Last year, claiming the risks of COVID-19 made an assembly too dangerous, the Hong Kong government banned the event.

Despite the decree, some 20,000 defiant Hongkongers turned up anyway. They came in groups no larger than eight — and most were careful to maintain social distancing as much as possible.

Though police turned out in large numbers, they did not interfere, except to film attendees as they approached the park’s entrances, generally as evidence for later prosecutions.

Daring Defiance

The daring defiance of the Hongkongers who poured into the park last June likely was fueled by news that Beijing had planned to introduce a new security law — specifically written for the city.

Issued at midnight last June 30, the security law has been used to arrest scores of pro-democracy activists.

Among those seized and convicted were 82-year-old attorney Martin Lee — long known as “the Father of Hong Kong democracy” by supporters — and Jimmy Lai, 73, publisher of the popular pro-democracy newspaper Apple Daily.

Others arrested for taking part in last year’s unauthorized June 4 vigil was opposition activist Joshua Wong.

Marvin Lee, 82, known as the “the Father of Hong Kong democracy,” was arrested under China’s national security law.

Wong, 28, has been involved in Hong Kong’s pro-democracy movement since 2014. He spent six months in jail in 2017.

In 2018, a bipartisan group of U.S. lawmakers nominated him for the Nobel Peace Prize. The following year, the Hong Kong government again imprisoned Wong — and in January, he was among 55 pro-democratic figures jailed under the security law.

Just last Thursday, Wong was sentenced to 10 more months in prison for participating in what the government said was an unauthorized assembly last year to mark the anniversary of Tiananmen Square.

Strained Credibility

Now, once again, June 4 approaches. And again, the Hong Kong government has forbidden the event to be held — again, citing COVID concerns.

For many, however, this strains credibility, as virtually all the city’s restaurants, hotels and malls have opened. As have Hong Kong’s public swimming pools, libraries, barbershops, parks and beaches.

The event’s organizers, the Hong Kong Alliance in Support of Patriotic Democratic Movements of China, insists that it will host this year’s memorial.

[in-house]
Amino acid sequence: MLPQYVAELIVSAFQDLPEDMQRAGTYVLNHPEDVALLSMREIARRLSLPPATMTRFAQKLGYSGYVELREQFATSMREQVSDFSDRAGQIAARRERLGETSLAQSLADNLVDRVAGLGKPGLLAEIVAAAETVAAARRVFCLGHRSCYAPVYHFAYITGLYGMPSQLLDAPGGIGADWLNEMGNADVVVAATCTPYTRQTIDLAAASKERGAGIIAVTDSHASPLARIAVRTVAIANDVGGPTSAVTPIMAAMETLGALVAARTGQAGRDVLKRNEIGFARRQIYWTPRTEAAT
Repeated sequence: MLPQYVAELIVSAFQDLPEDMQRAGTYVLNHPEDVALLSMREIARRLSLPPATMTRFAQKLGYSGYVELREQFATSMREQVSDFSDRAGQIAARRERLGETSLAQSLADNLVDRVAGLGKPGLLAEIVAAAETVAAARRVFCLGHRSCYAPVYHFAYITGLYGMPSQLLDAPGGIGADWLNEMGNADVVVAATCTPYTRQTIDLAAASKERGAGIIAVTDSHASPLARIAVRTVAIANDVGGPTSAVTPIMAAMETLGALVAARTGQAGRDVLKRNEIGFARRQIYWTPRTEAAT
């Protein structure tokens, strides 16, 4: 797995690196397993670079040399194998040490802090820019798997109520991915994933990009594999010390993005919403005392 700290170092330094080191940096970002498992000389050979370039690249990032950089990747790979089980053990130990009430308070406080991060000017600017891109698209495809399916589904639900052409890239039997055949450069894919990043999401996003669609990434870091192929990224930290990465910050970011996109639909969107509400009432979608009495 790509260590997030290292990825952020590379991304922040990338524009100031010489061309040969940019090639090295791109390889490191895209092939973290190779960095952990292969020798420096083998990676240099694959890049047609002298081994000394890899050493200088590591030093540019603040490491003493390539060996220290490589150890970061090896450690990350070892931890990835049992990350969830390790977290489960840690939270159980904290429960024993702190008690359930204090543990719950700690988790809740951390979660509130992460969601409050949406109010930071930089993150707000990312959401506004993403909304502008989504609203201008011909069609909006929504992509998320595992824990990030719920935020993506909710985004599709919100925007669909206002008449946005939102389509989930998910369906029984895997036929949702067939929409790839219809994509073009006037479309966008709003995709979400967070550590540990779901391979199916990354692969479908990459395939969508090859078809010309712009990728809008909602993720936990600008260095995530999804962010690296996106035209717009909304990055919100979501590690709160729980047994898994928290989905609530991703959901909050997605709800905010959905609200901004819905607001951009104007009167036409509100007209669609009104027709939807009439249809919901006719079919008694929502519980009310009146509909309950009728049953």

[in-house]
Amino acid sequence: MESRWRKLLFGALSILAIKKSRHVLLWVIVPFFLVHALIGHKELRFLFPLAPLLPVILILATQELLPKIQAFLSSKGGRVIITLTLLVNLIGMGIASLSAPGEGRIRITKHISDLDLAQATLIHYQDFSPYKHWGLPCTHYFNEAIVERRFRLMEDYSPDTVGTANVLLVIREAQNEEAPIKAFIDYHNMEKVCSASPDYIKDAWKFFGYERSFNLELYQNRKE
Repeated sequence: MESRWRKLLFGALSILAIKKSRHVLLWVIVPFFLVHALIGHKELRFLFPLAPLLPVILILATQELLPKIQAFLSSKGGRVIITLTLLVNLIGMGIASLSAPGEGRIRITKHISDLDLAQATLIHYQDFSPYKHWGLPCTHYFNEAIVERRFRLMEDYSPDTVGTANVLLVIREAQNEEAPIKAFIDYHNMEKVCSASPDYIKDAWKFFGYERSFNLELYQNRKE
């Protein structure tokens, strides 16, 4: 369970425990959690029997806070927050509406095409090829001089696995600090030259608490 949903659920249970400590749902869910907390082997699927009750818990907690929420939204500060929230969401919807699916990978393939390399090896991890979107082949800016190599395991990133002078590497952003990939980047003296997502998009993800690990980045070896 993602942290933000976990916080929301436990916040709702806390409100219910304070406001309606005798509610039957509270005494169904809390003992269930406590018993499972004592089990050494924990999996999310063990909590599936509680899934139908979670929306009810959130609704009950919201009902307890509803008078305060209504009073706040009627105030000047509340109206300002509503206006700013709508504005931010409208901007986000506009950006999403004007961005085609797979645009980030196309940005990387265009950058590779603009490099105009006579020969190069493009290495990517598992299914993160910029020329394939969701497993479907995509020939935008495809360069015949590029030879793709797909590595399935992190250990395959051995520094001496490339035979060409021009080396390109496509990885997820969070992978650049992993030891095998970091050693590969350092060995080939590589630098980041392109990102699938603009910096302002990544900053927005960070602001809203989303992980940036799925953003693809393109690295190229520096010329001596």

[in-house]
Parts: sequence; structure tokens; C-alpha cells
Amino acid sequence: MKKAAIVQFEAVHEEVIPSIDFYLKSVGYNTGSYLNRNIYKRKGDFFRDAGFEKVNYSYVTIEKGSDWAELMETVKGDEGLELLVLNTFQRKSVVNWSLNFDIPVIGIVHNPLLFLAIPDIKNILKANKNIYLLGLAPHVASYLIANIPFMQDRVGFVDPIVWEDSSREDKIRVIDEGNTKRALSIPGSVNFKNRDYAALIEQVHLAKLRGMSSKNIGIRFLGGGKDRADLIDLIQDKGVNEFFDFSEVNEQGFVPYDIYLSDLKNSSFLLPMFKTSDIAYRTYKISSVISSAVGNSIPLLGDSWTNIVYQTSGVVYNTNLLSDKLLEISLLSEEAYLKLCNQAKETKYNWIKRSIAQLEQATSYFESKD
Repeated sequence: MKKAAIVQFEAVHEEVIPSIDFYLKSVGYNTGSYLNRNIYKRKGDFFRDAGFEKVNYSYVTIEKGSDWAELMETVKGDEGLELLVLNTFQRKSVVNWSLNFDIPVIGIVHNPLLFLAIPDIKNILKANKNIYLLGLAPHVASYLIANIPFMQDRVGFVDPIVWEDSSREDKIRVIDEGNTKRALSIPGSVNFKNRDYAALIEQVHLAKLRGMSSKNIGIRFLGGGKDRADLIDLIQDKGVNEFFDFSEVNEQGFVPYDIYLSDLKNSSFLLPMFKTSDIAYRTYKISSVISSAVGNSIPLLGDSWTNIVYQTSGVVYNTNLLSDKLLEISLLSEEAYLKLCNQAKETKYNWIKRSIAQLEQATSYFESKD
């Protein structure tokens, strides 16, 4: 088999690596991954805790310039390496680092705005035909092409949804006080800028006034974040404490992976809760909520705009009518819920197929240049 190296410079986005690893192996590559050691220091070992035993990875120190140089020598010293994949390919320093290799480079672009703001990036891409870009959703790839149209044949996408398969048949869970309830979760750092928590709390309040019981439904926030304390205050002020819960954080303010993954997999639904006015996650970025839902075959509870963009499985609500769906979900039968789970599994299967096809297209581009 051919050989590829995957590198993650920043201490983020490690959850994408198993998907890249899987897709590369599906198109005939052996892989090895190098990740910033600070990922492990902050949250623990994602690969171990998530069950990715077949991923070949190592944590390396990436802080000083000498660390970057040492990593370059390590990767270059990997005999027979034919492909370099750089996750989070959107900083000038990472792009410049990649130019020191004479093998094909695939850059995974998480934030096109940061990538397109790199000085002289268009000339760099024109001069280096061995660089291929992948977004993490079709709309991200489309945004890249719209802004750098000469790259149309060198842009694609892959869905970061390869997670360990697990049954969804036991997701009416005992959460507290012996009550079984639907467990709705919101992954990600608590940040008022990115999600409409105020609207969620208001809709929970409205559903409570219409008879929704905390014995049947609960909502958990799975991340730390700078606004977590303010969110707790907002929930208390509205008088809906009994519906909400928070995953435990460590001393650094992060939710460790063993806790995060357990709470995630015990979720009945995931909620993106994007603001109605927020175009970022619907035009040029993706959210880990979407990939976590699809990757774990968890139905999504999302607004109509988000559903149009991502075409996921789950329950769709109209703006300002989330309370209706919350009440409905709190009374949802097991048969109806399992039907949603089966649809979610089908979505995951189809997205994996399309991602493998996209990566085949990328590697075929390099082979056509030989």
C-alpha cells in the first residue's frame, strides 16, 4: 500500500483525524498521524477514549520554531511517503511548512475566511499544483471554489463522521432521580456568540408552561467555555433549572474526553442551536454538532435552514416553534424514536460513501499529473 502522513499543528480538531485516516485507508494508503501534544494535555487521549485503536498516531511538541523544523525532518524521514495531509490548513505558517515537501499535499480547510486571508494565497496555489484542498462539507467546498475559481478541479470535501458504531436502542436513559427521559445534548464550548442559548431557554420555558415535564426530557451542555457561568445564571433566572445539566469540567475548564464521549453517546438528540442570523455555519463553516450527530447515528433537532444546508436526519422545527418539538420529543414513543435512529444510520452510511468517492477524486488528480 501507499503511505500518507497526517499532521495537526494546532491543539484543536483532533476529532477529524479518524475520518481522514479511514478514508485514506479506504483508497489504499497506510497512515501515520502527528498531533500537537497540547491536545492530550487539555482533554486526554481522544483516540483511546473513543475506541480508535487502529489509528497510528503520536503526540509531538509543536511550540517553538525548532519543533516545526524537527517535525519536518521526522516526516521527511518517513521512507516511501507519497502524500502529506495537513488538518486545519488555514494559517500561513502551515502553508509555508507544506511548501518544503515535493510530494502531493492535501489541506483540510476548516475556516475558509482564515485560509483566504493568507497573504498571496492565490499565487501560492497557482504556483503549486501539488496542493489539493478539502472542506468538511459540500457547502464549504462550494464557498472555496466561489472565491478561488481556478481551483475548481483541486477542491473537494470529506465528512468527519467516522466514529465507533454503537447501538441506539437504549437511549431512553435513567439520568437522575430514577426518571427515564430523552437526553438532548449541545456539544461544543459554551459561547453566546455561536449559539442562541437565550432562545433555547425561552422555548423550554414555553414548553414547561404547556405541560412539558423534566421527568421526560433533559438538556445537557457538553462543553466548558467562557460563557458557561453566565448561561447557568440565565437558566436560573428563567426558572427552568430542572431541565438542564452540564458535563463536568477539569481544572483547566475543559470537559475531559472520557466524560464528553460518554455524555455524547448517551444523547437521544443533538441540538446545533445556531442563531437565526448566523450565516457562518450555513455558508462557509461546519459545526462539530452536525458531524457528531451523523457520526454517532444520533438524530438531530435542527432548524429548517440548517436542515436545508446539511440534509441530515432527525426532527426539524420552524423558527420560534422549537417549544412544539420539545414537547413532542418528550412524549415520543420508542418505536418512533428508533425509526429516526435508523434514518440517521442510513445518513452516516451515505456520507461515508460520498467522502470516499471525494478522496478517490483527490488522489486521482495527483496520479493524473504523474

For those afraid to go to Victoria Park, the group urges them to light candles in various locations around the city to mark the occasion.

The CCP now has shut down every means of protesting Beijing’s draconian rule over Hong Kong.

The party now has decreed that Hongkongers can be fired from their jobs, if not arrested, for having the “wrong” slogan on a T-shirt. Or, for writing something “unpatriotic” on social media.

Or, for penning a letter to the editor of a newspaper that easily could be deemed too critical of the government. Or, even for simply holding up a blank sheet of paper in a shopping mall.

Thousands of Hongkongers gathered in Victoria Park to mark the 25th anniversary of the Tiananmen Square killings in 2014.

‘I Am Not Afraid’

Many people say that if Beijing insists on preventing this year’s Tiananmen Square memorial, it could be the final straw against the Hong Kong people.

Digital Privacy News spoke to several Hong Kong citizens who said they intended to gather for next month’s memorial, despite the very real risks of arrest.

“I am already middle-age,” one man said. “I am only middle-class. I am not rich. 

“If a policeman tells me, he will arrest me for peacefully sitting in a park listening to a speech — or singing, I will say: ‘I dare you. Go ahead. You should be ashamed. I am not afraid.’”

Hong Kong resident planning to attend next month’s Tiananmen Square vigil.

“So, I cannot flee to Canada or America or England, as many rich people here can — and probably will do.

“But I have my self-respect,” he continued. “And I so I want to stand up for myself. And for my family. For my sons. 

“So, yes, next month we will go to Causeway Bay (Victoria Park),” the man declared.

“And, if a policeman tells me, he will arrest me for peacefully sitting in a park listening to a speech — or singing, I will say: ‘I dare you. Go ahead. You should be ashamed. I am not afraid.’”

Patrick McShane is a longtime resident of Asia.